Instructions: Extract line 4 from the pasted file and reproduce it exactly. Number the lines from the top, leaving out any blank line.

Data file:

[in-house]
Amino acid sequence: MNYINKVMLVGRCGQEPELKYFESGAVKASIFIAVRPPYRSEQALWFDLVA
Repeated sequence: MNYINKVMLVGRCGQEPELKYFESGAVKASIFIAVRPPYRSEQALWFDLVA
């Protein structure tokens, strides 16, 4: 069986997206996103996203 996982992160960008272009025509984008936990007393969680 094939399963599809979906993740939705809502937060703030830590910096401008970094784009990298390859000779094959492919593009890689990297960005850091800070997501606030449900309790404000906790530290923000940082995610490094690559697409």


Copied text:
């Protein structure tokens, strides 16, 4: 069986997206996103996203 996982992160960008272009025509984008936990007393969680 094939399963599809979906993740939705809502937060703030830590910096401008970094784009990298390859000779094959492919593009890689990297960005850091800070997501606030449900309790404000906790530290923000940082995610490094690559697409």